Not only are leaders at the top expected to champion learning programs, but the purpose of the learning program also starts at the top. Increasingly we are seeing training programs being linked directly to the mission or the purpose of the organisation itself. Also, programs are expected to embody company values and will relate to the development of the core competencies identified by the organisation to achieve success. Specifically, we are seeing a focus on the development of digital competencies.
Meanwhile there is an increasing emphasis on learning outcomes that will increase productivity, particularly where there has been cost cutting measures implemented or budget freezes.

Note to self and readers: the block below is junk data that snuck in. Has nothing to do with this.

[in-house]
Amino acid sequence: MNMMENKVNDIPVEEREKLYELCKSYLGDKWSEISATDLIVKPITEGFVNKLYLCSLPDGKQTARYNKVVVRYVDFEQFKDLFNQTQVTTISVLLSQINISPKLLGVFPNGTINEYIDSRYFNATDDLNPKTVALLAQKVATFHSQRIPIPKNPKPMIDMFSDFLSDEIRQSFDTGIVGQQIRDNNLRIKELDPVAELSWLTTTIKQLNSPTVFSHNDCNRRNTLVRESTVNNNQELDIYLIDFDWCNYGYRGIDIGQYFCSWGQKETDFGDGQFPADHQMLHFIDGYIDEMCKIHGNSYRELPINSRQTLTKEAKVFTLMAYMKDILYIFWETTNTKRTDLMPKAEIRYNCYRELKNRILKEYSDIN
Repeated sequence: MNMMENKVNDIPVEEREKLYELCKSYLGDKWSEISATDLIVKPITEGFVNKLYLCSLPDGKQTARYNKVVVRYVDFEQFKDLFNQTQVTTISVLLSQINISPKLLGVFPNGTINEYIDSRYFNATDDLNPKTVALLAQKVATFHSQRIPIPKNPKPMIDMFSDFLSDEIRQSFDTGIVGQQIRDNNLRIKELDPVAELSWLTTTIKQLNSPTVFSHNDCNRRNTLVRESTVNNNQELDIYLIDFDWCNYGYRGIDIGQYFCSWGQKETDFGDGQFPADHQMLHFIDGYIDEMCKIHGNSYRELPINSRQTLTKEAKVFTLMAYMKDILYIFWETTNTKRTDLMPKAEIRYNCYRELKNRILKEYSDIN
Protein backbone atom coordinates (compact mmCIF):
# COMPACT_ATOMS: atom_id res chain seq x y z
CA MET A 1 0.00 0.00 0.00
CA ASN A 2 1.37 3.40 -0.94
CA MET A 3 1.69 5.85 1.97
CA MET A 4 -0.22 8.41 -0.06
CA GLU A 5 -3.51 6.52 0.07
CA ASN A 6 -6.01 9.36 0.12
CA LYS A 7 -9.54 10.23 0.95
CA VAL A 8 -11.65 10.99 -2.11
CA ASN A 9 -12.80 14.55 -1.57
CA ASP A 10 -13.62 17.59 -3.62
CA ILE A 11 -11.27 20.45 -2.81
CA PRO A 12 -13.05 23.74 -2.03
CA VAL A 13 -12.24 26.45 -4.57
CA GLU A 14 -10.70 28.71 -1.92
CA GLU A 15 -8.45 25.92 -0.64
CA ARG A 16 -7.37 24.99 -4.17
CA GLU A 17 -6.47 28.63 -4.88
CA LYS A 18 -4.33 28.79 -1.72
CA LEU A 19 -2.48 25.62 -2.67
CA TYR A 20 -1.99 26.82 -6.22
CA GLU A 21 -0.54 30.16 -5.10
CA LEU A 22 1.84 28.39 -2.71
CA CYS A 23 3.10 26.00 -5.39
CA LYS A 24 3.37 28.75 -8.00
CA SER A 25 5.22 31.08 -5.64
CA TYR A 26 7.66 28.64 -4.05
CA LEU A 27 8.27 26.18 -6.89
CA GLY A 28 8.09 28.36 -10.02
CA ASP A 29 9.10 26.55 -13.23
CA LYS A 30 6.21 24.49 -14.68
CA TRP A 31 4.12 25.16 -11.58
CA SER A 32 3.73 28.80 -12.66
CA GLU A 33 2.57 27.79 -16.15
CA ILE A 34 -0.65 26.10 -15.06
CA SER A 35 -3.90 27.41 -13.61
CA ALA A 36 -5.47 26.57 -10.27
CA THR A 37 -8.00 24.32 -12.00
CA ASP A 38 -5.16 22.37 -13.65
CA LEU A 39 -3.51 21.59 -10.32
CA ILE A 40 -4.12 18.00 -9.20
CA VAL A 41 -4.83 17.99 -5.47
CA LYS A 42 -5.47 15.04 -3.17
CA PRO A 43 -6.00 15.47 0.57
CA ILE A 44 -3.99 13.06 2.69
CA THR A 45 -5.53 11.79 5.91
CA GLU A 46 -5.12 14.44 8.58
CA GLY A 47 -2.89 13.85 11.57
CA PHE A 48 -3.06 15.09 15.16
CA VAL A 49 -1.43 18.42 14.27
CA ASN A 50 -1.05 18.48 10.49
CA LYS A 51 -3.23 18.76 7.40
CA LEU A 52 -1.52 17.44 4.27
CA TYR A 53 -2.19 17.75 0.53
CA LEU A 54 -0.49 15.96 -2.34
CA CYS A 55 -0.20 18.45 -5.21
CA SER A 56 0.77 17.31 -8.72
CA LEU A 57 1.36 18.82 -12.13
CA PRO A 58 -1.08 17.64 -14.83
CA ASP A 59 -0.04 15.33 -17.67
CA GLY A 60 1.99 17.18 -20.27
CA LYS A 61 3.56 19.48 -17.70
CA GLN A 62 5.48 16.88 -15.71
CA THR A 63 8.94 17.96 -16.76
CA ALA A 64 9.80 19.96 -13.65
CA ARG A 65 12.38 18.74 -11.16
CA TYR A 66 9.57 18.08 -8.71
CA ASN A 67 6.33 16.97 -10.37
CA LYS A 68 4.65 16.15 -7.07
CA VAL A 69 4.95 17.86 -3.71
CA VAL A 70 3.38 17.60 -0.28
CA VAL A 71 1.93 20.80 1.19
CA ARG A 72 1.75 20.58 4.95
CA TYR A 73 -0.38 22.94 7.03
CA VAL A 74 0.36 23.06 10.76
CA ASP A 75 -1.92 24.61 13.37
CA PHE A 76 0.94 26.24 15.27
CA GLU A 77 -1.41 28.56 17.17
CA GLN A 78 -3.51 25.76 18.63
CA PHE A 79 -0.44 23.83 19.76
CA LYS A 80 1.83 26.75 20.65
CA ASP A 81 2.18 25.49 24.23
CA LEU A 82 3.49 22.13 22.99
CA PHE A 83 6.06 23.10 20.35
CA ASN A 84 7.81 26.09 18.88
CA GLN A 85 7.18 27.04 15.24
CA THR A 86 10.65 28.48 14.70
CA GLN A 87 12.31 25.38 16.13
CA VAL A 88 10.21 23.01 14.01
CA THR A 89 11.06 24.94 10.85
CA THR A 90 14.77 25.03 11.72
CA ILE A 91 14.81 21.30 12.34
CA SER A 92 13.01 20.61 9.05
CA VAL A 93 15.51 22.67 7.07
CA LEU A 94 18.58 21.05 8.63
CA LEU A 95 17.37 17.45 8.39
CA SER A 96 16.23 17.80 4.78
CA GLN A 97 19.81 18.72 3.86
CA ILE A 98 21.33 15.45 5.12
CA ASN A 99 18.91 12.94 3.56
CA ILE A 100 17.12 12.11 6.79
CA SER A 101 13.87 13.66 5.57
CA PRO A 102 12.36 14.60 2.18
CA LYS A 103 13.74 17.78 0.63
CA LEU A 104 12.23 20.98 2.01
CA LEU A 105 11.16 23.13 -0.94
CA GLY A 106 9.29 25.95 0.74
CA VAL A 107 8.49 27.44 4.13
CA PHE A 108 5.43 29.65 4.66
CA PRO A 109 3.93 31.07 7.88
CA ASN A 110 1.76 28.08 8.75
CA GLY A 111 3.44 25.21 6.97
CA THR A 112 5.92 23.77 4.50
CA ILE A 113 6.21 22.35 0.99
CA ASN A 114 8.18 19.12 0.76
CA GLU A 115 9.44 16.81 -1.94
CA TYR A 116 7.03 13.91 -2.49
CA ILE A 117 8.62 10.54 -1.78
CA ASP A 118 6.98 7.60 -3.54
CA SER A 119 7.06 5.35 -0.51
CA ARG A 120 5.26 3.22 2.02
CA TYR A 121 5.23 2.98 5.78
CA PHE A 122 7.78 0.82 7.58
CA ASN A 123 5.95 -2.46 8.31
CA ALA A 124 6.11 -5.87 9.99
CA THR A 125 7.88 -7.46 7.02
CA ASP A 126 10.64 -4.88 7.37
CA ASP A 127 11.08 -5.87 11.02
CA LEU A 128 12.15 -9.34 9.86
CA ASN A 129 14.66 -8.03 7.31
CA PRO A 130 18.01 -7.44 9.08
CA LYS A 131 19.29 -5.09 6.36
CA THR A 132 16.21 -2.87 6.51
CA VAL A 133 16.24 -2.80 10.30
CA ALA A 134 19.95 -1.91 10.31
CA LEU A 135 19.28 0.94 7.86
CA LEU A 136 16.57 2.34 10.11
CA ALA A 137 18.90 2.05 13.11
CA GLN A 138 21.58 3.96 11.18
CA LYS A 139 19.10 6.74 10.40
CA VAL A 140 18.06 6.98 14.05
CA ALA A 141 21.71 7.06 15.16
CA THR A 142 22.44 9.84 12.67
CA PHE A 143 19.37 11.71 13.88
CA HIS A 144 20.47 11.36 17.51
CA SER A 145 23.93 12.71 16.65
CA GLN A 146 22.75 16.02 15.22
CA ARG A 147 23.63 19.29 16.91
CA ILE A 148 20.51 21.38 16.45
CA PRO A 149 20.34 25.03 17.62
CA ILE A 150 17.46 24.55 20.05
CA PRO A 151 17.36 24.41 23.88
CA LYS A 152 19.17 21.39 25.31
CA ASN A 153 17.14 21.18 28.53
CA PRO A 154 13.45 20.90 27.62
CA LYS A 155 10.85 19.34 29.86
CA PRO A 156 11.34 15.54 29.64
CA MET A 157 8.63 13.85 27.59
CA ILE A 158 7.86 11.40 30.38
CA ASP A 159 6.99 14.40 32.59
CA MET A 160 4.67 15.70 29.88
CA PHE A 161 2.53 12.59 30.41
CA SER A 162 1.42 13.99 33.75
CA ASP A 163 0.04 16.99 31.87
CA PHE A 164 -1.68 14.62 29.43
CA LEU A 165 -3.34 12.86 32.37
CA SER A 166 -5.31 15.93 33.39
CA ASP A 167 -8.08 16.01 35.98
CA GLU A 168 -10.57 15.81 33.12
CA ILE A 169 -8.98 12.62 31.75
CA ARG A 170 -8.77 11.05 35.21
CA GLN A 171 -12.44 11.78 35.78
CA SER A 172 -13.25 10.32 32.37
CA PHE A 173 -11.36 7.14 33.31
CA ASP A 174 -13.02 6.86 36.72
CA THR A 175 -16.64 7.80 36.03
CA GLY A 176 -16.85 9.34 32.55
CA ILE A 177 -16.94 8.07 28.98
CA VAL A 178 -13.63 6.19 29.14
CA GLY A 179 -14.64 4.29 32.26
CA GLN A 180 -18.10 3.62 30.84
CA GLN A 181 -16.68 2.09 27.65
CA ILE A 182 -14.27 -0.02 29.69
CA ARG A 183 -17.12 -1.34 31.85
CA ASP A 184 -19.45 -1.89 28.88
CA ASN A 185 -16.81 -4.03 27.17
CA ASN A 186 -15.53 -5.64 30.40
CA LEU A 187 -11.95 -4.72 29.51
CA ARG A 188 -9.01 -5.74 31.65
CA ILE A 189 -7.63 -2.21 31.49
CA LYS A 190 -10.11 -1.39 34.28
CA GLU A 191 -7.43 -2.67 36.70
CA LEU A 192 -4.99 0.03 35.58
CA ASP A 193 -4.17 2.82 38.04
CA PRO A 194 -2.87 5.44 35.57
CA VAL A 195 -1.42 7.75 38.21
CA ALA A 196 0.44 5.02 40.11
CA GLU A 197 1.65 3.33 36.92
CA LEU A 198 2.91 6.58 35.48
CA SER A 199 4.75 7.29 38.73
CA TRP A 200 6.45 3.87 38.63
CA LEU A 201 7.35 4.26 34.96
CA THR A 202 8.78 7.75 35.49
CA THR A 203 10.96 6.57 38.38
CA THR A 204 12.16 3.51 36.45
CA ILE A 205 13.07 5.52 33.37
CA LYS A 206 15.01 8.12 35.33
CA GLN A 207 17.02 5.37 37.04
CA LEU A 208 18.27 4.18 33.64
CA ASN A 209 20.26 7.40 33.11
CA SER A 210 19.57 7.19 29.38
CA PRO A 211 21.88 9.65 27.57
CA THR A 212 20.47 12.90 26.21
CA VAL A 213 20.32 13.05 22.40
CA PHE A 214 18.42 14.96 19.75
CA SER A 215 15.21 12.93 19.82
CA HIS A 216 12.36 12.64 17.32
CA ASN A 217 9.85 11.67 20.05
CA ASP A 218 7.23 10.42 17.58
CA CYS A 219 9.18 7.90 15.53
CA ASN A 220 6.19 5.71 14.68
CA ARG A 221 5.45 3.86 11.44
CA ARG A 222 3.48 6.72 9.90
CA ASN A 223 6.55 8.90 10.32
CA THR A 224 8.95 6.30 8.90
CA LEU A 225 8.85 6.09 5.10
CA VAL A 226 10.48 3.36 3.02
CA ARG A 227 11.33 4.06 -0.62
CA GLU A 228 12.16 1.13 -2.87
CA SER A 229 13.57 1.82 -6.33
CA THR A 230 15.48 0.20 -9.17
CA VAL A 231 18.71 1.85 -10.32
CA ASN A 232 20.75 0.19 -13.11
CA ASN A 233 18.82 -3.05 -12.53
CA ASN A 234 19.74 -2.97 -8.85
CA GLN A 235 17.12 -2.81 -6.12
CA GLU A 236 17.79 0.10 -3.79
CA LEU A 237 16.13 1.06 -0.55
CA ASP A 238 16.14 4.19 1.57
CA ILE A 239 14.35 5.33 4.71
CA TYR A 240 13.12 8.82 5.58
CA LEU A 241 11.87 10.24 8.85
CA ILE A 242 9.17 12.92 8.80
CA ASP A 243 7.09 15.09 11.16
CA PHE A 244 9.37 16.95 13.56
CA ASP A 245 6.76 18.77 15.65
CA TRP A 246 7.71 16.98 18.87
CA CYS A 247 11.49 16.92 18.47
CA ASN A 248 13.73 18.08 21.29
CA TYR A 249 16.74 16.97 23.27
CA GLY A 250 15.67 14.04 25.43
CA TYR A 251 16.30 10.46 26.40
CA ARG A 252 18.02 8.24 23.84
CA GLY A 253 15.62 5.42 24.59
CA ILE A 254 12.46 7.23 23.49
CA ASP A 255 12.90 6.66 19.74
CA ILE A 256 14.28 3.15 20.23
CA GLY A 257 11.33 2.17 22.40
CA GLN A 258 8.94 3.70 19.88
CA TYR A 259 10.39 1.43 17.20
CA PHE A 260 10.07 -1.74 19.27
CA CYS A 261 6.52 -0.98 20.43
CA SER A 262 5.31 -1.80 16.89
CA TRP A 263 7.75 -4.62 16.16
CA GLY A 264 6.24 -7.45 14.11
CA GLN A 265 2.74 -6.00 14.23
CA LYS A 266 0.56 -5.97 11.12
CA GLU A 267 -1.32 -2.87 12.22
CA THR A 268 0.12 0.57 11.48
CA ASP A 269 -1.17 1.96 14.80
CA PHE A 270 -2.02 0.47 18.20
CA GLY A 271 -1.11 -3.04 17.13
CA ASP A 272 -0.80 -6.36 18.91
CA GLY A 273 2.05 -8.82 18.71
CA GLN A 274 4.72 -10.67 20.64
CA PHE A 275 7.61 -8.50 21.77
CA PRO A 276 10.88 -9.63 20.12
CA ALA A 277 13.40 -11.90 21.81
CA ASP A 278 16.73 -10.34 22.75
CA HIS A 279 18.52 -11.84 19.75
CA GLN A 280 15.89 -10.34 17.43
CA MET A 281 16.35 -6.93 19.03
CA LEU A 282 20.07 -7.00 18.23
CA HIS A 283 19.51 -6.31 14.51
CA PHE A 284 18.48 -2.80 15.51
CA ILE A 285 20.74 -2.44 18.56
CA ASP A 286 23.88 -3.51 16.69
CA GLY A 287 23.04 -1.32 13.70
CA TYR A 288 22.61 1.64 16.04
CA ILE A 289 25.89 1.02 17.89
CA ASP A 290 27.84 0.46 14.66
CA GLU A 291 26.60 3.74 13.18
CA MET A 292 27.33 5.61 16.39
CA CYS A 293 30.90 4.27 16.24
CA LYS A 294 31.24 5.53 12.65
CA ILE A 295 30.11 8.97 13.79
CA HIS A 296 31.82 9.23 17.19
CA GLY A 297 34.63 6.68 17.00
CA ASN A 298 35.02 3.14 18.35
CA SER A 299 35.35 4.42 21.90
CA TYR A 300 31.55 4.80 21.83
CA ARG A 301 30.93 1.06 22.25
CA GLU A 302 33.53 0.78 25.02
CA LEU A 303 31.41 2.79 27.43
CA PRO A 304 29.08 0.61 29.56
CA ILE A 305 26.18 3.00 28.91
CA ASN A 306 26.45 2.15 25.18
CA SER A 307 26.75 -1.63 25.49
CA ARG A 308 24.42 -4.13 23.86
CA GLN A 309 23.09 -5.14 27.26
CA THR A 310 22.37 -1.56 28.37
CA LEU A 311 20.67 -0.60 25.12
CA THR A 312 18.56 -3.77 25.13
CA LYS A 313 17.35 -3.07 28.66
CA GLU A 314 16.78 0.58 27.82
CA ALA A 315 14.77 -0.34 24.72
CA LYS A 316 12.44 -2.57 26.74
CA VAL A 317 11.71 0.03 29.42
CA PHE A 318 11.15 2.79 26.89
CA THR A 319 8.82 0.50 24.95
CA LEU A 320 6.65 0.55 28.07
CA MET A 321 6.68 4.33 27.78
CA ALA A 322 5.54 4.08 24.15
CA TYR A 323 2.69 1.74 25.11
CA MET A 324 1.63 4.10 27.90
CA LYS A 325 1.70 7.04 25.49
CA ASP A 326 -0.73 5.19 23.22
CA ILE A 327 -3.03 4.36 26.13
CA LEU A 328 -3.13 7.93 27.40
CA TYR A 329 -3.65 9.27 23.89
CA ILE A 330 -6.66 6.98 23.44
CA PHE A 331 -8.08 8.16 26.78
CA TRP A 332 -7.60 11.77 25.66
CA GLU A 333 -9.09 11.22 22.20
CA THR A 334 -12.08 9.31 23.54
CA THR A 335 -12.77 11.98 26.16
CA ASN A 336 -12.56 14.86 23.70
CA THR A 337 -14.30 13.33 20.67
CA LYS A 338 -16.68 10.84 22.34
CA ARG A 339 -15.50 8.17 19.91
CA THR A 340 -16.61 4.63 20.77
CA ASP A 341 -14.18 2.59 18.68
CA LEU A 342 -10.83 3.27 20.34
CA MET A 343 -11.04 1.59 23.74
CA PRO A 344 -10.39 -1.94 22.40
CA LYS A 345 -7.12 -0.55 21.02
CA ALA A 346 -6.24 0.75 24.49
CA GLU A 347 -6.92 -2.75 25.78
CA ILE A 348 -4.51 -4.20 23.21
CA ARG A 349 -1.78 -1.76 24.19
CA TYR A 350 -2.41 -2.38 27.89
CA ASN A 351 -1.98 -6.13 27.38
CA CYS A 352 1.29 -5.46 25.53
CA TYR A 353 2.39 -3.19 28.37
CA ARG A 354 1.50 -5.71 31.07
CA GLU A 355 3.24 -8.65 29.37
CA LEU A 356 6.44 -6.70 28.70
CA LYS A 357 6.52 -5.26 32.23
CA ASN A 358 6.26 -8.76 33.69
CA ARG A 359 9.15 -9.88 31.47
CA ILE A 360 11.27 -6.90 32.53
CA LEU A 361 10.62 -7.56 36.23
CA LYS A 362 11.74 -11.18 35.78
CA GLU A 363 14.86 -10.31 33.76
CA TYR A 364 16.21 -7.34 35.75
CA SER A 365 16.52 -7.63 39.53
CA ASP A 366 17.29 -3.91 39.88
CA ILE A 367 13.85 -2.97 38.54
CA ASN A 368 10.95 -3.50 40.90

While learning programs are frequently quoted as one of the principal “use cases” for returning to the office, the pandemic has also led to a general renewed commitment to upskill or reskill employees. Learning is also being used as engagement tool, either to excite or indeed retain employees, which is a particular issue in the current climate as organisations battle “The Great Resign” where resignations are blighting attempts by companies to revive their businesses.
The current pandemic has had an unprecedented effect on learning and how this is delivered. Technology has been central to this and has accelerated the use and impact of technology accordingly. Clearly technology has been an enabler of remote learning, but it has also enabled micro learning – where learning is delivered daily in modular, bite sized chunks.